The international team of archaeologists from the USA, Canada, Lithuania and Israel working at the site of the former Great Synagogue in Vilnius have located the central feature of the synagogue, the bima, as well as the outer back wall and part of the synagogue floor.
The bima is the central feature of synagogues. It is the platform upon which the rabbi reads the Torah and leads prayer, to which and from which the Torah scroll is taken from the Ark and returned to it.
The bima at the Great Synagogue site was discovered directly under the Soviet-era school built over the site in 1958.
The archaeological dig has been going on for several years and is currently being led by Israeli Antiquities Authority archaeologist Dr. Jon Seligman and Lithuanian archaeologist Justinas Račas. The Lithuanian Jewish Community and the Goodwill Foundation are supporting the dig.
Earlier non-invasive archaeology revealed the presence of the mikve, or ritual bath, complex on the northern side of the site. Digging revealed multi-colored floor tiles and green oven tiles. It is believed to be a male mikveh based on historical documents.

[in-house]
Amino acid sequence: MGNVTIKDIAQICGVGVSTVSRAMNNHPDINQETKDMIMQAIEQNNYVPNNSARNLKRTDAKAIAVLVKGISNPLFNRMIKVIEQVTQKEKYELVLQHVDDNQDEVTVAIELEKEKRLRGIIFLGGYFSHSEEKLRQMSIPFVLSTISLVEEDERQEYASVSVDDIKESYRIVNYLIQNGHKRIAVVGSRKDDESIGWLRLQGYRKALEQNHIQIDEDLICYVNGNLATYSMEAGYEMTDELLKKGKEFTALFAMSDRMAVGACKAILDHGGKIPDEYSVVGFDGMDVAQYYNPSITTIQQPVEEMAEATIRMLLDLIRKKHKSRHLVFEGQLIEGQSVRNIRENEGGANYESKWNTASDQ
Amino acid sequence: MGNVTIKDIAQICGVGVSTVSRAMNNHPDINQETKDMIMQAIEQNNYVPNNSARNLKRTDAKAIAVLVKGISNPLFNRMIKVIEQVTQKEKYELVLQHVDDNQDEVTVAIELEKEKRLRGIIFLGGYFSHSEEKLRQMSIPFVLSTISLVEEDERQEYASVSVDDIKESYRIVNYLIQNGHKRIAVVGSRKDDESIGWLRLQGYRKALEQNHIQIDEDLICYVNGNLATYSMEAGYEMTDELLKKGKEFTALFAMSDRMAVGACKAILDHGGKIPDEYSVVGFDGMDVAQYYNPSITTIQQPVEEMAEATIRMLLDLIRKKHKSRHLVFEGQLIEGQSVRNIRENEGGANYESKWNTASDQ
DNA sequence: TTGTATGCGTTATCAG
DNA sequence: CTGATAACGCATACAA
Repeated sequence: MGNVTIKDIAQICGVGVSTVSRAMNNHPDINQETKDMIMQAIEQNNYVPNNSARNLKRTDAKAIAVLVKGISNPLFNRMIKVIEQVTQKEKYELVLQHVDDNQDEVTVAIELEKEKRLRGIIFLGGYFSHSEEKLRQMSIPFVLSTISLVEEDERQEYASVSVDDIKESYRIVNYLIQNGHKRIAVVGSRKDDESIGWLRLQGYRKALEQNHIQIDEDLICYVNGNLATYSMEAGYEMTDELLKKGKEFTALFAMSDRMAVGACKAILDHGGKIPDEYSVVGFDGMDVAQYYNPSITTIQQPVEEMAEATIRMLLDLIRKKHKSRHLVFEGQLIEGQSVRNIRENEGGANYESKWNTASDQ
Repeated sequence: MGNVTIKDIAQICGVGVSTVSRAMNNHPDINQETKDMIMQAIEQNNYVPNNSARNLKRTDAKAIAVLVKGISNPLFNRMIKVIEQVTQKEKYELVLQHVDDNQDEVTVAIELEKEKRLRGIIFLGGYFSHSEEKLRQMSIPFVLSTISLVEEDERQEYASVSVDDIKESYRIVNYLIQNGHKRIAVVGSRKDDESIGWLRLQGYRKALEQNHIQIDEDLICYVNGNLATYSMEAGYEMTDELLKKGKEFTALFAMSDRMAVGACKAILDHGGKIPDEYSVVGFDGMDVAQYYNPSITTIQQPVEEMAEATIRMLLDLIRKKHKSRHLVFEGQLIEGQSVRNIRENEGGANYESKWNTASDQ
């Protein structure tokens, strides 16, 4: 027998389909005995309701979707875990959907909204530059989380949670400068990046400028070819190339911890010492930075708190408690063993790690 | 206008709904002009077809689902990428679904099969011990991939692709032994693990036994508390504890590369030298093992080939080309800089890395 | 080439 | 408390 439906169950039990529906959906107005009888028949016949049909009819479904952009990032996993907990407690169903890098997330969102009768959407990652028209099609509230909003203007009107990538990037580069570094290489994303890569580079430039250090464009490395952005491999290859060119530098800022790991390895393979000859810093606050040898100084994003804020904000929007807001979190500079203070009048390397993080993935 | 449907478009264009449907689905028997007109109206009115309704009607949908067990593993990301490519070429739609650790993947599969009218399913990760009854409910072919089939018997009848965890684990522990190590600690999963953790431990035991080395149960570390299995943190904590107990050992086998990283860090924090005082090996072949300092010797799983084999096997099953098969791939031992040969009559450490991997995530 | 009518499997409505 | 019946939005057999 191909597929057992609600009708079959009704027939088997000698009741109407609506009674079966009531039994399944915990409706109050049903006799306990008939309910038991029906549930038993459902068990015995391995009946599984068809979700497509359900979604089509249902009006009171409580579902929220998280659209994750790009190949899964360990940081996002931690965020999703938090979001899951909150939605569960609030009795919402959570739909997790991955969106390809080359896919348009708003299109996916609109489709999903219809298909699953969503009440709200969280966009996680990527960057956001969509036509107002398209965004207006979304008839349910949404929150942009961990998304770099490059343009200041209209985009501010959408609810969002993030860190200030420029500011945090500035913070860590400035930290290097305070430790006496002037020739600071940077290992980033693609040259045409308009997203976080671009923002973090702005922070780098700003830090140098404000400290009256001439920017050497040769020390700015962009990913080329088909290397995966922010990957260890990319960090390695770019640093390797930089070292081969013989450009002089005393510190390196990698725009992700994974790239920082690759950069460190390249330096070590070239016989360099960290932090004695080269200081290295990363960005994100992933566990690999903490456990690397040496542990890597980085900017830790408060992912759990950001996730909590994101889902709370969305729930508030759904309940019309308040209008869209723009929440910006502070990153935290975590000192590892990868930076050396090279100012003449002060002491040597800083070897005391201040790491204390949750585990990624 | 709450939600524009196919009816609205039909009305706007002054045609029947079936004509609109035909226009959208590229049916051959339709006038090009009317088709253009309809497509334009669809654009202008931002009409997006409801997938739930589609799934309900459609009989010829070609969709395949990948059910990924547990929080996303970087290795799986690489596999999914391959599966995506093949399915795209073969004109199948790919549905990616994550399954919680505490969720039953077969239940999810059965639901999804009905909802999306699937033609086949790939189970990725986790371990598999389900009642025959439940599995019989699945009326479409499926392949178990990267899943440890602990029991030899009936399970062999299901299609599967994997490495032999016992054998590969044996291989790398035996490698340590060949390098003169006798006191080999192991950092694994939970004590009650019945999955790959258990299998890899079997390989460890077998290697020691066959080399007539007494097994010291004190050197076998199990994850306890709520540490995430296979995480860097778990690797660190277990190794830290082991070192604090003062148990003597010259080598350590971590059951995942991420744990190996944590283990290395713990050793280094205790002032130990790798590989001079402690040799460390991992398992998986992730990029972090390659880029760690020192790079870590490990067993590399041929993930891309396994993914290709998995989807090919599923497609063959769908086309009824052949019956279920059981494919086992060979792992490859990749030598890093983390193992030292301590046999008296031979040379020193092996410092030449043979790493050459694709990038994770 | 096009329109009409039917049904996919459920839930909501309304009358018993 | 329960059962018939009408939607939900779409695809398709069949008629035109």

The press and the public are invited to visit the site at 2:00 P.M. tomorrow, Thursday, July 2018, located at Vokiečių street no. 13A (formerly ulica Żydowska or Žydų gatvė no. 6) in Vilnius to get a better look at this unique site and the discoveries made there.
The archaeological group, Vilnius mayor Remigijaus Šimašius and Lithuanian Jewish Community chairwoman Faina Kukliansky are scheduled to attend the press conference, among others.
Contacts for further information:
Dr. Jon Seligman: email@example.com
Zenonas Baubonis and Justinas Račas: firstname.lastname@example.org
Monika Antanaitytė, LJC: telephone +37067240942, email@example.com